Yes. Child support may be requested and awarded as part of a Judgment of Legal Separation.

  • What gets decided in a divorce? Category: Child Matters

    Once the divorce is granted, a Judgment of Dissolution of Marriage is signed by a judge. This Judgment will usually include: the date the marriage ends; awards of spousal support; custody of the children; parenting time schedule; which party is responsible for child support, and the amount; which party shall provide health insurance for the children; and how the assets and liabilities are divided.

  • What happens if child support is not paid? Category: Child Matters

    In Oregon, any occupational or professional license, as well as seasonal hunting and fishing permits, may be suspended if you are at least three months behind, and owe at least $2,500 in back support. This means that your commercial driver’s license, your general driver’s license, a license to practice law or medicine, or even a liquor license could be at stake for suspension.

    The local district attorney’s office can help with child support enforcement. Not only can they help collect child support, they can also move for an administrative modification of support. While the district attorney’s office can be helpful, it is important to remember they do not represent you or your spouse. You may still wish to consult with an attorney to receive advice on your particular situation.

  • What happens when one parent moves away? Category: Child Matters

    It is increasingly common to see divorced parents who are living some distance apart. Oregon does not place many legal restrictions on custodial parents moving with the children. As a result, the custodial parent may move hundreds or even thousands of miles away. This distance may cause great difficulty in effectuating healthy parenting time. It is important to recognize that these problems are not necessarily legal. Some common practical problems include an inability to facilitate transportation due to financial strain or a lack of work schedule flexibility. The age of the children can also create distance-parenting problems. Younger children tend to benefit by frequency rather than duration of parenting time. Older children are often hesitant to miss planned activities in their home towns in exchange for a visit with their parent.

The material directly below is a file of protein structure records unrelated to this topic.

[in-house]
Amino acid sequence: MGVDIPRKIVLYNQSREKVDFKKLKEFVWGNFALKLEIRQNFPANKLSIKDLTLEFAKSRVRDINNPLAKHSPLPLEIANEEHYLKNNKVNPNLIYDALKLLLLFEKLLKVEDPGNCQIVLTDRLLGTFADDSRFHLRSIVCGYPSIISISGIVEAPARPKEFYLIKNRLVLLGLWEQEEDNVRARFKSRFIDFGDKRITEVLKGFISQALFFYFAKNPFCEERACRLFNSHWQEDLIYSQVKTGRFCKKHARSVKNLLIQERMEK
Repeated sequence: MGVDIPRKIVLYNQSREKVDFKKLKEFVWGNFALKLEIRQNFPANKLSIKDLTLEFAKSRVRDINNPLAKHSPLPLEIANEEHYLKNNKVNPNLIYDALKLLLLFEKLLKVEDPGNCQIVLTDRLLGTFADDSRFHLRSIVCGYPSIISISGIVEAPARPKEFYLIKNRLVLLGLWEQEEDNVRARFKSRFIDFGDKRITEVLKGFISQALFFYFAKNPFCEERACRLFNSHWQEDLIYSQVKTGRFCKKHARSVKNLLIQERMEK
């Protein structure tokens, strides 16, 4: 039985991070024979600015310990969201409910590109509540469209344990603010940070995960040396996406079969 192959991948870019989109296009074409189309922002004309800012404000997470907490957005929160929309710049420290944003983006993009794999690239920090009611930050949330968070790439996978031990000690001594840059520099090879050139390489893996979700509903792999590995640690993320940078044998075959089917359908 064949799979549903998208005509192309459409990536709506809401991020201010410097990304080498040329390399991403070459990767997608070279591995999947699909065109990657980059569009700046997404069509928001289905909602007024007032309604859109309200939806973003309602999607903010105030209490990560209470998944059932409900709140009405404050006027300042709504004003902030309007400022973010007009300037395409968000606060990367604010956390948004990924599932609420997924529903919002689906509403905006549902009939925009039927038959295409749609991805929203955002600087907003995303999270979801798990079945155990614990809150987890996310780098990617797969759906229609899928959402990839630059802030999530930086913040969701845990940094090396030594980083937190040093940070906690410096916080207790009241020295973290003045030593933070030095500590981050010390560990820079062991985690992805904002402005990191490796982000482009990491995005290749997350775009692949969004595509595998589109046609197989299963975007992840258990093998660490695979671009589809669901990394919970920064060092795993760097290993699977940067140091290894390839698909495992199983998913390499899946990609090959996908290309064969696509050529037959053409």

Many parents have difficulty accepting the solutions to these practicality problems. A good example is the parent who asks for every other weekend when they are living 300 or more miles away. The best solution is usually found in school schedules, which create extended weekends, holidays, and summer vacations. The non-custodial parent may find that their children’s school schedules create windows for visitation opportunities.

    Finding solutions to distance-parenting problems requires sacrifice by both parents. Both need to find motivation in the realization that the transportation burdens are primarily bore by the children, whose only desire is to be with their moms and dads.

  • What if my spouse and I can't agree on custody of our children? Category: Child Matters

    If the parents are unable to come to an agreement regarding custody to one parent and parenting time to the other, the Court will make a custody award as part of the divorce. The Court’s decision will be based upon the “best interests” of the child. This process may involve mediation or a custody and parenting time evaluation.